Beware of These New Senior Scams

Original Link | WealthyRetirement

Elder abuse is on the radar again, but this time it’s in a brand-new area… reverse mortgages.

Most people know that if an elderly person is going to be ripped off, it will be done by someone they know – typically a banker, doctor, lawyer, family member or caregiver.

Now there are three new groups to add to the list – contractors, financial planners and realtors – and they all deal with reverse mortgages.

Contractors are arranging for reverse mortgages to pay for extensive repairs or renovations. This is an adaptation of the traveling repairman con… “We’re in your neighborhood and can do this work for you while we’re here.”

The con starts with an offer to do big jobs for an unreasonably low price. The fact that you don’t know them or they haven’t been recommended by someone you know should be the first red flag. But the low price causes many to ignore the warning signs.

The new twist is to offer to have another “division” of their company get you a reverse mortgage to pay for the job, and you never have to pay for it. The payment doesn’t occur until after you pass away.

The situation really goes downhill when the homeowner applies and receives the reverse mortgage, and the money goes to the contractor who doesn’t do the work. You’ve signed away the equity in your home and didn’t even get the repairs done.

The other new twist is for financial professionals to recommend a reverse mortgage to buy an annuity, life insurance or even stocks. The idea is to convert the equity in your house into an income stream or capital gains.

This one is simple! Never borrow money to invest. Yes, some pros do it all the time – it’s called leverage – but you’re probably not a pro.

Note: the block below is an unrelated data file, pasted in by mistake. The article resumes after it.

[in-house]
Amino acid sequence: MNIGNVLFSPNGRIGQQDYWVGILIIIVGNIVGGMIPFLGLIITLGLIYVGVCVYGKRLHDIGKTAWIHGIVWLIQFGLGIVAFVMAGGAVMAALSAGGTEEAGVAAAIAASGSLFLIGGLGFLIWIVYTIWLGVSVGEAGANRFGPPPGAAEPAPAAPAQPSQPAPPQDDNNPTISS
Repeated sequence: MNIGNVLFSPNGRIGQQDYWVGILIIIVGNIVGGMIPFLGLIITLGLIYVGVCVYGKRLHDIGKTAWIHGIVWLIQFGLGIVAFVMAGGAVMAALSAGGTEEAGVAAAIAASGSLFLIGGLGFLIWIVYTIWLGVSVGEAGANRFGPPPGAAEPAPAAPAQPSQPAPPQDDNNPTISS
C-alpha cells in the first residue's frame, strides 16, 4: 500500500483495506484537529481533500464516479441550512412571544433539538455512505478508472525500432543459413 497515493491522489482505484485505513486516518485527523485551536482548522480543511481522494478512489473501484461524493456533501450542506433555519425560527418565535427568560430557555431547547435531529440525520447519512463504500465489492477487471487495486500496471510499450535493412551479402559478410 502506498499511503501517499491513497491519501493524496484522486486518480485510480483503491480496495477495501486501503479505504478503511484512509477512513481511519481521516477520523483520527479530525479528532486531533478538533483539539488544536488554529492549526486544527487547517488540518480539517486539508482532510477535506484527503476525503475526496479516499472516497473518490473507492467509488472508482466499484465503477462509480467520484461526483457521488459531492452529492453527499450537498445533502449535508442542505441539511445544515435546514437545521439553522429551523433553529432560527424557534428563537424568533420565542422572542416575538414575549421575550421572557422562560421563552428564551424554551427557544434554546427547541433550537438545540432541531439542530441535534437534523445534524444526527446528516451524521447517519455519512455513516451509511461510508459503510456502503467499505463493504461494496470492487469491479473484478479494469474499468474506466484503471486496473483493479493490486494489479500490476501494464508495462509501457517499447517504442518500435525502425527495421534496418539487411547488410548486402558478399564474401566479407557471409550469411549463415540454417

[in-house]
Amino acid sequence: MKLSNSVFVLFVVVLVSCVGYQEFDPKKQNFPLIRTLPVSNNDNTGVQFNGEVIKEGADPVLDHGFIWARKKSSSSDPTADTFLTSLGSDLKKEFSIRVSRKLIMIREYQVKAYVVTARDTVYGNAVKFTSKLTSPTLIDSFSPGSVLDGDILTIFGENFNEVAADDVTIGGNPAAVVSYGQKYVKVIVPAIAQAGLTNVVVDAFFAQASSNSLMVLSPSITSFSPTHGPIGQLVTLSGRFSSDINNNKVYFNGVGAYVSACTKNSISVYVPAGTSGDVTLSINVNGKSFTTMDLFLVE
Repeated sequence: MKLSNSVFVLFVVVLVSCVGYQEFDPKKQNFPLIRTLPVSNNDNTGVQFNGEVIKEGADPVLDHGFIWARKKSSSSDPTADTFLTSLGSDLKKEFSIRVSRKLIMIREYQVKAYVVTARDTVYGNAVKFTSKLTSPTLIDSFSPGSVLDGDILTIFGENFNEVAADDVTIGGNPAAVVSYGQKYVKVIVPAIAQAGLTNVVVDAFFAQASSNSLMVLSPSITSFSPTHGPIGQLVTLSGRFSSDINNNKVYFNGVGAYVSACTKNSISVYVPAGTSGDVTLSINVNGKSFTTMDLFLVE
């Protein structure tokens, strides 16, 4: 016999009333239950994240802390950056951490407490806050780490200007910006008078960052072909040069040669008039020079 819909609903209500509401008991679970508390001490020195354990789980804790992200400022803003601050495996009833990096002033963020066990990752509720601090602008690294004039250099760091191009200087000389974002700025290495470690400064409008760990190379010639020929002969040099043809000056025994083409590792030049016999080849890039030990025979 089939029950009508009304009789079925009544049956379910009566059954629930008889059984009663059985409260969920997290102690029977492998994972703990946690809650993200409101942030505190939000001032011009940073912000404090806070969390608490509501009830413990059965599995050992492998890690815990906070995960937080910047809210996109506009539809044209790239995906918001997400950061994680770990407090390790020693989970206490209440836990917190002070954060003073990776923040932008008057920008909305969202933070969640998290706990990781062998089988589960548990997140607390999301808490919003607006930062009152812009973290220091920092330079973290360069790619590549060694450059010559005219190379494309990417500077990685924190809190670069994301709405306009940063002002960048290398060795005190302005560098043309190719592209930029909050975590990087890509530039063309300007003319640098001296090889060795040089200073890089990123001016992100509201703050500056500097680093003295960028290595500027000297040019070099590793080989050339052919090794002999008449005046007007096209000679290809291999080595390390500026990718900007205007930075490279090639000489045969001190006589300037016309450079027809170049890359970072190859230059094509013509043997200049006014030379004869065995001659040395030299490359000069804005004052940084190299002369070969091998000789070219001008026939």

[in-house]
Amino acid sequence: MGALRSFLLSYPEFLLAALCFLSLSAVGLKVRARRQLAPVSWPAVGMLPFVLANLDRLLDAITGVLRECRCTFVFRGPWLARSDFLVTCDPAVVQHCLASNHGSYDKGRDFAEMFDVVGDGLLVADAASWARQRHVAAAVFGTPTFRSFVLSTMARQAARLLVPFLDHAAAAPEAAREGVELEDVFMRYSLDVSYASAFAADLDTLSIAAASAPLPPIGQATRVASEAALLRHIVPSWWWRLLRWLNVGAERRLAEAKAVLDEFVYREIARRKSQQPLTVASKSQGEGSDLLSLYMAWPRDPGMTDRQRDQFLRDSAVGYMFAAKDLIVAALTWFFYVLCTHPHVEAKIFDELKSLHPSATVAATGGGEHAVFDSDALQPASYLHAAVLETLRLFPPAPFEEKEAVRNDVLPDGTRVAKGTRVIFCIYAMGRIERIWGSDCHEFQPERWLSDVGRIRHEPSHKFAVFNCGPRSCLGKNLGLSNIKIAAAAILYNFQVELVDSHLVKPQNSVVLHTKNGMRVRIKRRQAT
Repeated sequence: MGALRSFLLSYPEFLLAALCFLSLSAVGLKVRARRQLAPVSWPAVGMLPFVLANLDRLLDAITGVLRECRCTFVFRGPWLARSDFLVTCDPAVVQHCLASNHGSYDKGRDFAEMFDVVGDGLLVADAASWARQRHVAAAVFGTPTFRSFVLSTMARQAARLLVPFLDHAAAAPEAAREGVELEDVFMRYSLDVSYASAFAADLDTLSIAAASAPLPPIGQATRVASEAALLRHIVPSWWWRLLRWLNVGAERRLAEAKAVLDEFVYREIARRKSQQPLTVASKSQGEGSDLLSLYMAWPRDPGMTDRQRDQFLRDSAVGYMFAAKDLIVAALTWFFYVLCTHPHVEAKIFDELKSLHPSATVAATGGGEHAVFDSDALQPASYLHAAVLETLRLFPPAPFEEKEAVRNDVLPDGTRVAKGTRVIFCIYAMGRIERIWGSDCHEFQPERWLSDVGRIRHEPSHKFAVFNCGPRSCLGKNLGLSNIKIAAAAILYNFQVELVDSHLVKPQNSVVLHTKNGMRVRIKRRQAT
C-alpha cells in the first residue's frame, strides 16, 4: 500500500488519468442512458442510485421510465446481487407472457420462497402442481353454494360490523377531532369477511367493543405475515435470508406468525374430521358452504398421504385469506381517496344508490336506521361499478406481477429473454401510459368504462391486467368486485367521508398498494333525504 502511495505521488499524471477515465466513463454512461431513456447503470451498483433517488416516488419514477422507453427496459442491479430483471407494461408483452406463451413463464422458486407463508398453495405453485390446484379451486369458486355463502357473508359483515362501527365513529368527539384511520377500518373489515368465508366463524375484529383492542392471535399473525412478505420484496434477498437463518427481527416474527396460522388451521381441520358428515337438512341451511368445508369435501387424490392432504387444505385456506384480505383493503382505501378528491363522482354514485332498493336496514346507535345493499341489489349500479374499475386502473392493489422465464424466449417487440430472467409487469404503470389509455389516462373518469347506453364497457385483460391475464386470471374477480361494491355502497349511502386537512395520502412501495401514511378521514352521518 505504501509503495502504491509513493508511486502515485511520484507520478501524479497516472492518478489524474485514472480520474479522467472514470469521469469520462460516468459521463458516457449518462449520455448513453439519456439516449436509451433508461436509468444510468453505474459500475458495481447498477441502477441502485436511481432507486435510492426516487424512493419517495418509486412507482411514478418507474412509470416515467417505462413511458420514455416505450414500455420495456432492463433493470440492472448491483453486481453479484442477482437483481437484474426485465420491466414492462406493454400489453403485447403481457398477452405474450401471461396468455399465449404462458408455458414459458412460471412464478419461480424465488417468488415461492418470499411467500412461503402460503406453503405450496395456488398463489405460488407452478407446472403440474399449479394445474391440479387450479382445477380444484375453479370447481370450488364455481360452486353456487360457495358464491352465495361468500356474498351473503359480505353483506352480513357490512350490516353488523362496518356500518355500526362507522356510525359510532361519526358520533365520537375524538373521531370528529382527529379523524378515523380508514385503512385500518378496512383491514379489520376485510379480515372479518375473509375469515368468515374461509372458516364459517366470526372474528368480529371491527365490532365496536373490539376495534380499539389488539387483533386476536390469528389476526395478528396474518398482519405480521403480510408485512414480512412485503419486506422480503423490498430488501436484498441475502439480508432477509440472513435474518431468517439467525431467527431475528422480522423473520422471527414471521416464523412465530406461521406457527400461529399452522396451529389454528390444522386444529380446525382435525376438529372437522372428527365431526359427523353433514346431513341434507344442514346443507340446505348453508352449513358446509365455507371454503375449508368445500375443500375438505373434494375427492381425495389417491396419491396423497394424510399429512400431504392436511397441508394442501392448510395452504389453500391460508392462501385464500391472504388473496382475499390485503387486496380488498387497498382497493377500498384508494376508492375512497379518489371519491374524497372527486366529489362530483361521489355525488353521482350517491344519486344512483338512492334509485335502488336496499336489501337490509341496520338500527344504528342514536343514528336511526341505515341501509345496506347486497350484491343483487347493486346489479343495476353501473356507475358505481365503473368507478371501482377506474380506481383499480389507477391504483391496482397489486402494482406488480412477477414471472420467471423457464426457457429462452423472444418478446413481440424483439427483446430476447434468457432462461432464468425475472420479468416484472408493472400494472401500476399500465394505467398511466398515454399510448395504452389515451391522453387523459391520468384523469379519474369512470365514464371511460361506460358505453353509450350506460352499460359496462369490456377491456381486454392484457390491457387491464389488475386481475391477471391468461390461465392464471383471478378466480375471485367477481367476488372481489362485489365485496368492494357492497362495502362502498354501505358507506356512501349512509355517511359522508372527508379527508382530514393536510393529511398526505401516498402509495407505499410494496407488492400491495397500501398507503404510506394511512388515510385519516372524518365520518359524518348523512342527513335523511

The third one involves unscrupulous realtors and taps into the house-flipping rage: Use a reverse mortgage to buy a low-cost home and flip it for a profit.

While it seems legitimate on the surface, the homes for sale are usually distressed and can’t be flipped for the purchase price. The retired person finds himself on the hook for a home worth much less than what he paid and the reverse mortgage.

I know it can be tough to make ends meet and a few extra, easy dollars look awfully good. And making those expensive repairs to our homes for no money out of pocket seems like a good idea.

But none of us have the time to replace the money we have worked hard to put aside for our retirement, and we certainly won’t be able to regrow the equity in our homes. Once it’s gone, it’s gone forever.

If anyone comes to you with an offer that includes a reverse mortgage to pay for anything, it is very likely a scam. It will cost you money, not the other way around.

Good investing,

Steve

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